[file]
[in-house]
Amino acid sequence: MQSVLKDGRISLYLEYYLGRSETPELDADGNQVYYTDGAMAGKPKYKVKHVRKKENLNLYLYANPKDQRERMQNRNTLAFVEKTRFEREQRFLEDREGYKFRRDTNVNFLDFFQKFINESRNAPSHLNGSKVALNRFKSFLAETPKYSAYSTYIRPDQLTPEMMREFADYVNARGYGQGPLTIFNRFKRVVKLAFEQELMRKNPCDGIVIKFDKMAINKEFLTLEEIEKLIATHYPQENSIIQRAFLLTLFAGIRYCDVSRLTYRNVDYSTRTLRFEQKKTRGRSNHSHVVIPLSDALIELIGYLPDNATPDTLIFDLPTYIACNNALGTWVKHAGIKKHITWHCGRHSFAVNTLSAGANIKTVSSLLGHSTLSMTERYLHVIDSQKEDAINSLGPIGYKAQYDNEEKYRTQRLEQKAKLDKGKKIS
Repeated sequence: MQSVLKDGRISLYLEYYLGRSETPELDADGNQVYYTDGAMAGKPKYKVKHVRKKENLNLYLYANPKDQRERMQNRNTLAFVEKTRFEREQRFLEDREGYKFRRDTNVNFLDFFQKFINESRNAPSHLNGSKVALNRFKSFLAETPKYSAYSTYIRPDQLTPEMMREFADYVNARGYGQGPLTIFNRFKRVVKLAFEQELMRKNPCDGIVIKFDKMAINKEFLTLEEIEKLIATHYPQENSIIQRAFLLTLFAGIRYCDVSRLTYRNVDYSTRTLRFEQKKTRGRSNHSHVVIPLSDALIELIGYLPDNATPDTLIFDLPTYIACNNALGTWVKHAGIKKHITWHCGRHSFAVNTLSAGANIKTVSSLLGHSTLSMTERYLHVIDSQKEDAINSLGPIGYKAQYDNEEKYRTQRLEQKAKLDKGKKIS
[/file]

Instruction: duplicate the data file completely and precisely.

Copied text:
[in-house]
Amino acid sequence: MQSVLKDGRISLYLEYYLGRSETPELDADGNQVYYTDGAMAGKPKYKVKHVRKKENLNLYLYANPKDQRERMQNRNTLAFVEKTRFEREQRFLEDREGYKFRRDTNVNFLDFFQKFINESRNAPSHLNGSKVALNRFKSFLAETPKYSAYSTYIRPDQLTPEMMREFADYVNARGYGQGPLTIFNRFKRVVKLAFEQELMRKNPCDGIVIKFDKMAINKEFLTLEEIEKLIATHYPQENSIIQRAFLLTLFAGIRYCDVSRLTYRNVDYSTRTLRFEQKKTRGRSNHSHVVIPLSDALIELIGYLPDNATPDTLIFDLPTYIACNNALGTWVKHAGIKKHITWHCGRHSFAVNTLSAGANIKTVSSLLGHSTLSMTERYLHVIDSQKEDAINSLGPIGYKAQYDNEEKYRTQRLEQKAKLDKGKKIS
Repeated sequence: MQSVLKDGRISLYLEYYLGRSETPELDADGNQVYYTDGAMAGKPKYKVKHVRKKENLNLYLYANPKDQRERMQNRNTLAFVEKTRFEREQRFLEDREGYKFRRDTNVNFLDFFQKFINESRNAPSHLNGSKVALNRFKSFLAETPKYSAYSTYIRPDQLTPEMMREFADYVNARGYGQGPLTIFNRFKRVVKLAFEQELMRKNPCDGIVIKFDKMAINKEFLTLEEIEKLIATHYPQENSIIQRAFLLTLFAGIRYCDVSRLTYRNVDYSTRTLRFEQKKTRGRSNHSHVVIPLSDALIELIGYLPDNATPDTLIFDLPTYIACNNALGTWVKHAGIKKHITWHCGRHSFAVNTLSAGANIKTVSSLLGHSTLSMTERYLHVIDSQKEDAINSLGPIGYKAQYDNEEKYRTQRLEQKAKLDKGKKIS